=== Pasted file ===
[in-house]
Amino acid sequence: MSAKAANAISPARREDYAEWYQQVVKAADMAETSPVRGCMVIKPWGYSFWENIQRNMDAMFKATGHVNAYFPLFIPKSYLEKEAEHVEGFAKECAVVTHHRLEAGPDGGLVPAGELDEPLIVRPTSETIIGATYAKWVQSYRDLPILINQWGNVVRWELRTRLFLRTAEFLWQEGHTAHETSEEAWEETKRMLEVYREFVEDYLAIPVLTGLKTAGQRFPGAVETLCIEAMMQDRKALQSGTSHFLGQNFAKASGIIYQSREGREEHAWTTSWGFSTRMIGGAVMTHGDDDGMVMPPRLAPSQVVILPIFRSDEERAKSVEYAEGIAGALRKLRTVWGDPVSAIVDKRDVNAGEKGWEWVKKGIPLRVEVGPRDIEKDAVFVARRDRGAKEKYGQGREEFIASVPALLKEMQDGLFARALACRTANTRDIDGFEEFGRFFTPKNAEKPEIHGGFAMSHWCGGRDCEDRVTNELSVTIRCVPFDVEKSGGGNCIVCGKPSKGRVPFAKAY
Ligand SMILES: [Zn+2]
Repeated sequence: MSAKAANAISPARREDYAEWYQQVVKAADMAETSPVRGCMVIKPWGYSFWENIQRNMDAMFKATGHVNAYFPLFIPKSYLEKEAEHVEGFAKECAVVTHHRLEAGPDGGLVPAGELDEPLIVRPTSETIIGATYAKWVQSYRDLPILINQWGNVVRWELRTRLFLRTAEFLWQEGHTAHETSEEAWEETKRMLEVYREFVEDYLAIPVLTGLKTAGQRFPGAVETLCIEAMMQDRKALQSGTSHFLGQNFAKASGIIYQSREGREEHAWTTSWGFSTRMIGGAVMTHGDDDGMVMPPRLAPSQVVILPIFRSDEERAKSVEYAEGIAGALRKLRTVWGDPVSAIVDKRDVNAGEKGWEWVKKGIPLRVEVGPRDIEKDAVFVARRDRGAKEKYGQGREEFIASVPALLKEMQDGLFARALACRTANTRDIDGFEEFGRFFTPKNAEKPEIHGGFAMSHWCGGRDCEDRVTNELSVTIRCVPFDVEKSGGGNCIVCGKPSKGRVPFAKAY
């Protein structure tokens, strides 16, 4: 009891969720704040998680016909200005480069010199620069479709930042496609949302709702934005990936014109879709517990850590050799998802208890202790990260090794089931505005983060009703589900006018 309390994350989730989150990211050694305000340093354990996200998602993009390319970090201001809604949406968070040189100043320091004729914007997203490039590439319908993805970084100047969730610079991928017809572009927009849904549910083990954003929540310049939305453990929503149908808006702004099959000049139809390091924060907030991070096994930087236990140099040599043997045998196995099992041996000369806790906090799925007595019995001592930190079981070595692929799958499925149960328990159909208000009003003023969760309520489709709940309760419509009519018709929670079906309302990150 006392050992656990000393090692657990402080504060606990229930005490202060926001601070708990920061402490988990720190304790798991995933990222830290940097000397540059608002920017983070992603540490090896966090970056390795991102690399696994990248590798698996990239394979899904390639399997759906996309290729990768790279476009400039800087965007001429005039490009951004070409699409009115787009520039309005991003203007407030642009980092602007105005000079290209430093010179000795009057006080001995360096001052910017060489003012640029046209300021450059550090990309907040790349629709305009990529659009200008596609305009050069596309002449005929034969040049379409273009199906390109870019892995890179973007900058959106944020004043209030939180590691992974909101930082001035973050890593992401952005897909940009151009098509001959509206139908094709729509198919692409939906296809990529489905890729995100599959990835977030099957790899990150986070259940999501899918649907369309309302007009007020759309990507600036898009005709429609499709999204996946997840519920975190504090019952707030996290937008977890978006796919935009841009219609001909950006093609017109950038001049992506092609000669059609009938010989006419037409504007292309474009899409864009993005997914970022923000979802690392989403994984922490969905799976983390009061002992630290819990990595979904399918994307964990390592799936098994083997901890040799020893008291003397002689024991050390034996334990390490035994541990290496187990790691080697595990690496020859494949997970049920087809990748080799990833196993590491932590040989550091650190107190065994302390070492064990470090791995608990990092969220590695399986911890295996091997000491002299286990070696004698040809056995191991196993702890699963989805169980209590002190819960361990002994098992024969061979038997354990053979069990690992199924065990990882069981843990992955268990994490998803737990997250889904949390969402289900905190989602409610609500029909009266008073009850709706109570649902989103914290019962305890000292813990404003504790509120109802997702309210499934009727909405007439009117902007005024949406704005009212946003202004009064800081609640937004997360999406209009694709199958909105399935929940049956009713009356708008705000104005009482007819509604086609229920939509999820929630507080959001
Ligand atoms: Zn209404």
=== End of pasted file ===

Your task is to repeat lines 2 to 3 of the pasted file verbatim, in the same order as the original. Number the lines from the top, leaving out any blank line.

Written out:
Amino acid sequence: MSAKAANAISPARREDYAEWYQQVVKAADMAETSPVRGCMVIKPWGYSFWENIQRNMDAMFKATGHVNAYFPLFIPKSYLEKEAEHVEGFAKECAVVTHHRLEAGPDGGLVPAGELDEPLIVRPTSETIIGATYAKWVQSYRDLPILINQWGNVVRWELRTRLFLRTAEFLWQEGHTAHETSEEAWEETKRMLEVYREFVEDYLAIPVLTGLKTAGQRFPGAVETLCIEAMMQDRKALQSGTSHFLGQNFAKASGIIYQSREGREEHAWTTSWGFSTRMIGGAVMTHGDDDGMVMPPRLAPSQVVILPIFRSDEERAKSVEYAEGIAGALRKLRTVWGDPVSAIVDKRDVNAGEKGWEWVKKGIPLRVEVGPRDIEKDAVFVARRDRGAKEKYGQGREEFIASVPALLKEMQDGLFARALACRTANTRDIDGFEEFGRFFTPKNAEKPEIHGGFAMSHWCGGRDCEDRVTNELSVTIRCVPFDVEKSGGGNCIVCGKPSKGRVPFAKAY
Ligand SMILES: [Zn+2]